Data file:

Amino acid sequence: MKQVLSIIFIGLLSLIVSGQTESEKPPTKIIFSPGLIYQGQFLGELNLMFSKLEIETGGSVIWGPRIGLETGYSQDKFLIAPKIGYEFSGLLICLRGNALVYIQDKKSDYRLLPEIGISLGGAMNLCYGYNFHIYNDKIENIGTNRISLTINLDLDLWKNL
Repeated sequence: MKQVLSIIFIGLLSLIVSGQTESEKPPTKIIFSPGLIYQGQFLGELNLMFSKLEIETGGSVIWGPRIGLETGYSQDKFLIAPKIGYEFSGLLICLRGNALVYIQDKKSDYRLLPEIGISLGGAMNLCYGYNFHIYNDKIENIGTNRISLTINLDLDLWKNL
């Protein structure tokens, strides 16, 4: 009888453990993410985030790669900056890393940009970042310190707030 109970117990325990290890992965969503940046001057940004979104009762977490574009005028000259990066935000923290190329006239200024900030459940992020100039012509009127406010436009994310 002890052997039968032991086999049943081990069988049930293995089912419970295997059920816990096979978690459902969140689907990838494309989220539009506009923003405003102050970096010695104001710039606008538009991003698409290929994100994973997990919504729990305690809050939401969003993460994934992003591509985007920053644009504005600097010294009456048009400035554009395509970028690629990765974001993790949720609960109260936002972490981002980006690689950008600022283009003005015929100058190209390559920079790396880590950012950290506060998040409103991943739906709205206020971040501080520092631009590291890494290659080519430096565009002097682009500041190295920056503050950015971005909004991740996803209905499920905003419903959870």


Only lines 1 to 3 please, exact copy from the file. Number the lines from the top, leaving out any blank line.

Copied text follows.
Amino acid sequence: MKQVLSIIFIGLLSLIVSGQTESEKPPTKIIFSPGLIYQGQFLGELNLMFSKLEIETGGSVIWGPRIGLETGYSQDKFLIAPKIGYEFSGLLICLRGNALVYIQDKKSDYRLLPEIGISLGGAMNLCYGYNFHIYNDKIENIGTNRISLTINLDLDLWKNL
Repeated sequence: MKQVLSIIFIGLLSLIVSGQTESEKPPTKIIFSPGLIYQGQFLGELNLMFSKLEIETGGSVIWGPRIGLETGYSQDKFLIAPKIGYEFSGLLICLRGNALVYIQDKKSDYRLLPEIGISLGGAMNLCYGYNFHIYNDKIENIGTNRISLTINLDLDLWKNL
């Protein structure tokens, strides 16, 4: 009888453990993410985030790669900056890393940009970042310190707030 109970117990325990290890992965969503940046001057940004979104009762977490574009005028000259990066935000923290190329006239200024900030459940992020100039012509009127406010436009994310 002890052997039968032991086999049943081990069988049930293995089912419970295997059920816990096979978690459902969140689907990838494309989220539009506009923003405003102050970096010695104001710039606008538009991003698409290929994100994973997990919504729990305690809050939401969003993460994934992003591509985007920053644009504005600097010294009456048009400035554009395509970028690629990765974001993790949720609960109260936002972490981002980006690689950008600022283009003005015929100058190209390559920079790396880590950012950290506060998040409103991943739906709205206020971040501080520092631009590291890494290659080519430096565009002097682009500041190295920056503050950015971005909004991740996803209905499920905003419903959870």